Friday, June 15, 2018 — 5:30pm
Music of Frahm, Ferrari, and Aragón
|Tse Bi Dahi||Frederick Frahm|
|Variazoni brillanti sull'Ave Maria di Lourdes||Carlotta Ferrari|
|Koluwala:wa||Jared Isaac Aragón|
Composer and organist Jared Isaac Aragón has been surrounded by music his entire life. Growing up in Central New Mexico, his parents owned a music store where he was given his first musical instrument: a glockenspiel. Soon after, he began piano lessons under Bobbi Carbajal and discovered a love for writing his own music. This passion led Aragón to pursue degrees in music composition from Eastern New Mexico University, the University of Arkansas, and the University of Arizona where he has studied under composers Mark Dal Porto, Robert Mueller, and Daniel Asia, respectively.
As a performer, Aragón has performed in concerts at Carnegie Hall, St. Mark’s Basilica, and the Vatican. In the winter of 2015, he had the chance to work with recently discovered handwritten manuscripts by Arkansan composer Florence B. Price; these manuscripts were edited by Aragón and made into critical editions suitable for performance and presented in a series of concerts at the E. W. Jones Black Music Festival hosted annually by the University of Arkansas.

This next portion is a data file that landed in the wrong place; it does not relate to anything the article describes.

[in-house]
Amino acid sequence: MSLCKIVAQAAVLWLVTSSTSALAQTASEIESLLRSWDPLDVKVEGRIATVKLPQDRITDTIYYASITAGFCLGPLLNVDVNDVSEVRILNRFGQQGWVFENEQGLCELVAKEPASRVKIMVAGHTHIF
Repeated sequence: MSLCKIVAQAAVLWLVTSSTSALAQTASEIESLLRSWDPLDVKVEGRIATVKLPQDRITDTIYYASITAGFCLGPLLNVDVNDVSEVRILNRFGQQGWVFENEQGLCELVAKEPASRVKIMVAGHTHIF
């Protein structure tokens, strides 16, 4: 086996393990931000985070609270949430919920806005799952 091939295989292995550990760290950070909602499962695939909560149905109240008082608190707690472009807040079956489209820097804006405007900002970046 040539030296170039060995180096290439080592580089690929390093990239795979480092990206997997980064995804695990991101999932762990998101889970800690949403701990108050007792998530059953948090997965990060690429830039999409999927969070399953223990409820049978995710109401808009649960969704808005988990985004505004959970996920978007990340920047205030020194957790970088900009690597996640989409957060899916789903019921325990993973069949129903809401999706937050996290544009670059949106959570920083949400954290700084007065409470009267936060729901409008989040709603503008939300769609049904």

Selected as a guest composer and organist for the 2015 Lucca International Music Festival in Lucca, Italy, Aragón presented a recital of contemporary organ music by Hispanic Composers and was commissioned by Italian flutist Antonella Bini to write a new multi-movement work for contrabass flute and piano. His music has won awards from the DissonArt Ensemble (Thessaloniki, Greece), Les amis de l’orgue de Montréal (Montréal, Canada) and the Santa Fe Community Orchestra (Santa Fe, New Mexico) and is published by Jeanné-Inc. and Firehead Editions. As a conductor, Aragón has conducted the Clovis-Portales Community Orchestra, the University of Arkansas Symphony Orchestra, the Arkansas Winds, and the Bella Vista Community Concert Band. Now living in Tucson, Arizona, Aragón is organist and director of hand bells at St. Mark’s Presbyterian Church.